A new kind of camera lens is illuminating a hidden mirror world by revealing the “handedness” of light in the pictures it takes. The lens could one day be used to sort helpful drugs from their potentially dangerous mirror versions.
Many molecules come in two different types, a left-handed and a right-handed version. Although both types contain the same atoms, they are arranged as mirror images of each other and can have different chemical properties. Biological molecules like amino acids seem to favour a certain handedness,.
Sometimes this mirror world can cause problems. For instance, the drug thalidomide was prescribed in the 1950s and 60s as a cure for morning sickness, but withdrawn after it was realised that the. That makes it important to be able to tell twin molecules apart.
On the one hand…
One way to identify molecules with mirror versions – a property known as chirality – is to look at how they scatter light waves. The handedness is imprinted on the direction the waves vibrate, or their polarisation. But current techniques for measuring polarisation involve using multiple lenses and other optical elements like beam-splitters and filters, which can degrade the image quality.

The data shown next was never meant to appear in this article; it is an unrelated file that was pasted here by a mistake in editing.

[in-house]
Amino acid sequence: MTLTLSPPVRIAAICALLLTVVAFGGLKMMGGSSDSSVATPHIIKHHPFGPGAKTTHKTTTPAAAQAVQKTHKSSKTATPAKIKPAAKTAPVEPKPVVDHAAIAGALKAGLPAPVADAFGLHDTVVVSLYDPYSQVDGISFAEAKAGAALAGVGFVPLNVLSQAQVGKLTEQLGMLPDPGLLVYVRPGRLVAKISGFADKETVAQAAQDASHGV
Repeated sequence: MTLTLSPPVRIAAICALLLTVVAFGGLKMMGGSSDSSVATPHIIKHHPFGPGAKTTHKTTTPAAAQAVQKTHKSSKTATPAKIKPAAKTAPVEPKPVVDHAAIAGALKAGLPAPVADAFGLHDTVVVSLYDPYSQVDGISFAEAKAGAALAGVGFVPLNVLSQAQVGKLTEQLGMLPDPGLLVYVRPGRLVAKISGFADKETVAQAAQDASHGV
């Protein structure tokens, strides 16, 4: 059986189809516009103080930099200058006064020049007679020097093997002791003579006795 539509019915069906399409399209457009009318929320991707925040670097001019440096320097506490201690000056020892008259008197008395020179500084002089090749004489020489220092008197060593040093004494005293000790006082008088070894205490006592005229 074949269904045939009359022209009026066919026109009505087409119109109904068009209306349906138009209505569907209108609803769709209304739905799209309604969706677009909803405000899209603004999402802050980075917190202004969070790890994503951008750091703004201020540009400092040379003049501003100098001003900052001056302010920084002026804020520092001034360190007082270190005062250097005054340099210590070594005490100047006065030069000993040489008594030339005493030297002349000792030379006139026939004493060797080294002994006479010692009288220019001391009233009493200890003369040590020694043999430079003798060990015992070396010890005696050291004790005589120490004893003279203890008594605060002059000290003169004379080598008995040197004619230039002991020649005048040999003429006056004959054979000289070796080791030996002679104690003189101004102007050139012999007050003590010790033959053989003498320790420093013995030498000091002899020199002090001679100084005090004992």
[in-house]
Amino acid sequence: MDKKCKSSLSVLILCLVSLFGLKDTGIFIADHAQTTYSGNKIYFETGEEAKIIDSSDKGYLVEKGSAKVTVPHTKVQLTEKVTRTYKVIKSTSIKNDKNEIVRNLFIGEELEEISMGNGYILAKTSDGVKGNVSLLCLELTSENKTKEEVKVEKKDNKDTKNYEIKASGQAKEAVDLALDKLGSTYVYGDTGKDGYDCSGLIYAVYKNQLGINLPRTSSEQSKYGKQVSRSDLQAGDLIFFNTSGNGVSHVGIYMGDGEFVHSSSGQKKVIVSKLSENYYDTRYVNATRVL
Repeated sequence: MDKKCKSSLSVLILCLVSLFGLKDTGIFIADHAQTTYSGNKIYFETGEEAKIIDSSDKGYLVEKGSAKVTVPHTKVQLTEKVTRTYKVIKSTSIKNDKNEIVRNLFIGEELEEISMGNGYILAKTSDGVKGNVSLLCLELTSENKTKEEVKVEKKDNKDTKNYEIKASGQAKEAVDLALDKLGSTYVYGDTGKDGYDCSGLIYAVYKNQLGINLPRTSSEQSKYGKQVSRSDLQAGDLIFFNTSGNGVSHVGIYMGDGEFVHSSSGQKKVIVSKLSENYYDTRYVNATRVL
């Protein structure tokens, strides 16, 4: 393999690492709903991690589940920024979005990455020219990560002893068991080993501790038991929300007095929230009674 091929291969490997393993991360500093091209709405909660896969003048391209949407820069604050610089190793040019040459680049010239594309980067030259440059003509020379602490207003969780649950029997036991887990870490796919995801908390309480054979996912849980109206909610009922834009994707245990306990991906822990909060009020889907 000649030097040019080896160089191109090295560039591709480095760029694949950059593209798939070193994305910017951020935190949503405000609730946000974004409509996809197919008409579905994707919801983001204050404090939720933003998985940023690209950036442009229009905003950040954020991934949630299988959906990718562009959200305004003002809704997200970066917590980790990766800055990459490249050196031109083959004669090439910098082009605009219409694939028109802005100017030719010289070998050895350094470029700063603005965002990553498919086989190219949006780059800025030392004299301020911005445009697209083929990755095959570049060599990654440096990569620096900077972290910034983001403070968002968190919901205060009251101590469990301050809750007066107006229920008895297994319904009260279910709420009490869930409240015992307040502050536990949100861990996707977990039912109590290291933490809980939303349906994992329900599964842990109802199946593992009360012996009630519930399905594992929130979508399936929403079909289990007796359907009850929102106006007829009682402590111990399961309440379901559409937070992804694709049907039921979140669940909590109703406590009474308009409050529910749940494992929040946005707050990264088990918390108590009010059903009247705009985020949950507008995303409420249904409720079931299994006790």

Nowof Harvard University and his colleagues have come up with a single nanotechnology lens that can do the same job. The lens is made from a layer of titanium dioxide that has been etched by a beam of electrons into rows of pillars just 600 nanometres high, sitting on top of an ordinary sheet of glass.
In a row, each rectangular pillar is at an angle to the one before it, so that the orientation of the pillars along the line seems to rotate clockwise or anticlockwise. Alternating rows twist in opposite directions, creating two side-by-side images without the need for bulky optics. “We have huge control over the light shaping,” says Khorasaninejad. “The weight, size and compactness of the structure is very small.”
To test out the lens, the team took a picture of a Chrysina gloriosa, a beetle whose shell is known to reflect left-handed light (above). In the future, Khorasaninejad says they hope to improve the resolution of the lens to let them pick out left- from right-handed molecules, making it useful for developing safe drugs.
Journal reference: Nano Letters, DOI:
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